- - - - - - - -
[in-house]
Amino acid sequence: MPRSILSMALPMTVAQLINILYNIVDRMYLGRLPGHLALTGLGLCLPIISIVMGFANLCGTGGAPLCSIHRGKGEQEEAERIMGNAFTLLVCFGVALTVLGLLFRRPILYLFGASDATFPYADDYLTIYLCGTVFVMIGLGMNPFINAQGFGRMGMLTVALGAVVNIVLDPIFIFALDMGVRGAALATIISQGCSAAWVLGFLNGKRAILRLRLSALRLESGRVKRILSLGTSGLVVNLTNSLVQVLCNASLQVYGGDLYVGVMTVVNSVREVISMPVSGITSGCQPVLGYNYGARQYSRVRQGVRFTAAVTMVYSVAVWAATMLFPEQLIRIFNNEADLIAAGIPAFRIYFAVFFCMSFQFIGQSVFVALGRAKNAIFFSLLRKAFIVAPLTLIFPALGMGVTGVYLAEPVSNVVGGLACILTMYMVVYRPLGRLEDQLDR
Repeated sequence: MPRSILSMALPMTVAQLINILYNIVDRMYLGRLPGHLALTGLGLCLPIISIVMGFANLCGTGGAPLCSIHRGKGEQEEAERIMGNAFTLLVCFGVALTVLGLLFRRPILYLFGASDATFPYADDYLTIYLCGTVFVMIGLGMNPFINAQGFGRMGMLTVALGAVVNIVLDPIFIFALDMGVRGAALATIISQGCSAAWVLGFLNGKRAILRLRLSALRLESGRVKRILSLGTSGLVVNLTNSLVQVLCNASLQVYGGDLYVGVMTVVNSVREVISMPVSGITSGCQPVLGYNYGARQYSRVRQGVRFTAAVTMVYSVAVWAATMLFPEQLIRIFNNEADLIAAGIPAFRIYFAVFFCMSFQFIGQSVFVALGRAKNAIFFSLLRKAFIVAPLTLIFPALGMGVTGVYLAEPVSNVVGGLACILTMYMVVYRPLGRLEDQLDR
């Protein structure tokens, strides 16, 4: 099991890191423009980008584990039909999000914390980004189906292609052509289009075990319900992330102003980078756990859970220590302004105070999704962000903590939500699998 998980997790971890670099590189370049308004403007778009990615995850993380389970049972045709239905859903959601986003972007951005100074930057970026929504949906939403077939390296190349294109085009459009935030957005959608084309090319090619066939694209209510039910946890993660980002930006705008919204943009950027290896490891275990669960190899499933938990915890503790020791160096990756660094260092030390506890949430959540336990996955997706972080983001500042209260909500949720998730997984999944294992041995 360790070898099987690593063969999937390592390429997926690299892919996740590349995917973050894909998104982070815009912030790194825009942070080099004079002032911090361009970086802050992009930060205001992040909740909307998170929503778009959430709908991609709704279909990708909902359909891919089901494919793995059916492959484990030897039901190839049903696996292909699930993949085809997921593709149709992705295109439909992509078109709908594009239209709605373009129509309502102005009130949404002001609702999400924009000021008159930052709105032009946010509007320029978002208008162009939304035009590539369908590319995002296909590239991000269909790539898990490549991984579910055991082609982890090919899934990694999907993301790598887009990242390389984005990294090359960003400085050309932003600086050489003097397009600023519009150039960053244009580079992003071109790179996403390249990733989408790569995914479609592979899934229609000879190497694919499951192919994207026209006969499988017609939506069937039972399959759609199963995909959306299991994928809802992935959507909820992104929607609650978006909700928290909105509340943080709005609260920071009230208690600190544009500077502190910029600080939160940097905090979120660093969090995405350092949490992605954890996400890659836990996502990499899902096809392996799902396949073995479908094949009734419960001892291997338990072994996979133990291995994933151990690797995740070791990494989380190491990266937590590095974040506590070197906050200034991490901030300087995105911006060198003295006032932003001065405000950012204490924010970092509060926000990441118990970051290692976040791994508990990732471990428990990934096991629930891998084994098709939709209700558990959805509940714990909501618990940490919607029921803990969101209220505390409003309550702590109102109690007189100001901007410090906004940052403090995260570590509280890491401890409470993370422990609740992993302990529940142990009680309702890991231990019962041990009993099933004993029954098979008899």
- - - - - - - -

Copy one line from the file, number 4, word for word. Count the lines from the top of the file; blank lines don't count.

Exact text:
């Protein structure tokens, strides 16, 4: 099991890191423009980008584990039909999000914390980004189906292609052509289009075990319900992330102003980078756990859970220590302004105070999704962000903590939500699998 998980997790971890670099590189370049308004403007778009990615995850993380389970049972045709239905859903959601986003972007951005100074930057970026929504949906939403077939390296190349294109085009459009935030957005959608084309090319090619066939694209209510039910946890993660980002930006705008919204943009950027290896490891275990669960190899499933938990915890503790020791160096990756660094260092030390506890949430959540336990996955997706972080983001500042209260909500949720998730997984999944294992041995 360790070898099987690593063969999937390592390429997926690299892919996740590349995917973050894909998104982070815009912030790194825009942070080099004079002032911090361009970086802050992009930060205001992040909740909307998170929503778009959430709908991609709704279909990708909902359909891919089901494919793995059916492959484990030897039901190839049903696996292909699930993949085809997921593709149709992705295109439909992509078109709908594009239209709605373009129509309502102005009130949404002001609702999400924009000021008159930052709105032009946010509007320029978002208008162009939304035009590539369908590319995002296909590239991000269909790539898990490549991984579910055991082609982890090919899934990694999907993301790598887009990242390389984005990294090359960003400085050309932003600086050489003097397009600023519009150039960053244009580079992003071109790179996403390249990733989408790569995914479609592979899934229609000879190497694919499951192919994207026209006969499988017609939506069937039972399959759609199963995909959306299991994928809802992935959507909820992104929607609650978006909700928290909105509340943080709005609260920071009230208690600190544009500077502190910029600080939160940097905090979120660093969090995405350092949490992605954890996400890659836990996502990499899902096809392996799902396949073995479908094949009734419960001892291997338990072994996979133990291995994933151990690797995740070791990494989380190491990266937590590095974040506590070197906050200034991490901030300087995105911006060198003295006032932003001065405000950012204490924010970092509060926000990441118990970051290692976040791994508990990732471990428990990934096991629930891998084994098709939709209700558990959805509940714990909501618990940490919607029921803990969101209220505390409003309550702590109102109690007189100001901007410090906004940052403090995260570590509280890491401890409470993370422990609740992993302990529940142990009680309702890991231990019962041990009993099933004993029954098979008899």